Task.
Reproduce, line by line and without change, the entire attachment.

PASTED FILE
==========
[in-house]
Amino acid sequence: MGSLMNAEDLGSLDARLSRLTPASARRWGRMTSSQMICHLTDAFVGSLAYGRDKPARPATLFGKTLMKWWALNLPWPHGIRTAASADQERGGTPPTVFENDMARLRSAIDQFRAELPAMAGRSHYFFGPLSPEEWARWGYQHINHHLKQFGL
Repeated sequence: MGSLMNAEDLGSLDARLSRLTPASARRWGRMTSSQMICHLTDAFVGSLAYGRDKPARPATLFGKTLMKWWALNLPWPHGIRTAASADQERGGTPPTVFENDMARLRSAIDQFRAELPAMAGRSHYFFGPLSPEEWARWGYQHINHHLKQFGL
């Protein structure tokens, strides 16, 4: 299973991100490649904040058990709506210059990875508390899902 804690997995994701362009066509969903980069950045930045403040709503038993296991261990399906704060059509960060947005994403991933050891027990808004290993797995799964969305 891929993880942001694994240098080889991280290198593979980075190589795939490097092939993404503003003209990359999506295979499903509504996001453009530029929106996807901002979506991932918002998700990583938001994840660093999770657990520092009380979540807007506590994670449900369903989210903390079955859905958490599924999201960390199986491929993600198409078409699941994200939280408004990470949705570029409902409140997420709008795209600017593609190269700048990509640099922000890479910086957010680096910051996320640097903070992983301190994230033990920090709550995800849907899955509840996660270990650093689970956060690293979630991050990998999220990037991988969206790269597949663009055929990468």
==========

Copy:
[in-house]
Amino acid sequence: MGSLMNAEDLGSLDARLSRLTPASARRWGRMTSSQMICHLTDAFVGSLAYGRDKPARPATLFGKTLMKWWALNLPWPHGIRTAASADQERGGTPPTVFENDMARLRSAIDQFRAELPAMAGRSHYFFGPLSPEEWARWGYQHINHHLKQFGL
Repeated sequence: MGSLMNAEDLGSLDARLSRLTPASARRWGRMTSSQMICHLTDAFVGSLAYGRDKPARPATLFGKTLMKWWALNLPWPHGIRTAASADQERGGTPPTVFENDMARLRSAIDQFRAELPAMAGRSHYFFGPLSPEEWARWGYQHINHHLKQFGL
């Protein structure tokens, strides 16, 4: 299973991100490649904040058990709506210059990875508390899902 804690997995994701362009066509969903980069950045930045403040709503038993296991261990399906704060059509960060947005994403991933050891027990808004290993797995799964969305 891929993880942001694994240098080889991280290198593979980075190589795939490097092939993404503003003209990359999506295979499903509504996001453009530029929106996807901002979506991932918002998700990583938001994840660093999770657990520092009380979540807007506590994670449900369903989210903390079955859905958490599924999201960390199986491929993600198409078409699941994200939280408004990470949705570029409902409140997420709008795209600017593609190269700048990509640099922000890479910086957010680096910051996320640097903070992983301190994230033990920090709550995800849907899955509840996660270990650093689970956060690293979630991050990998999220990037991988969206790269597949663009055929990468």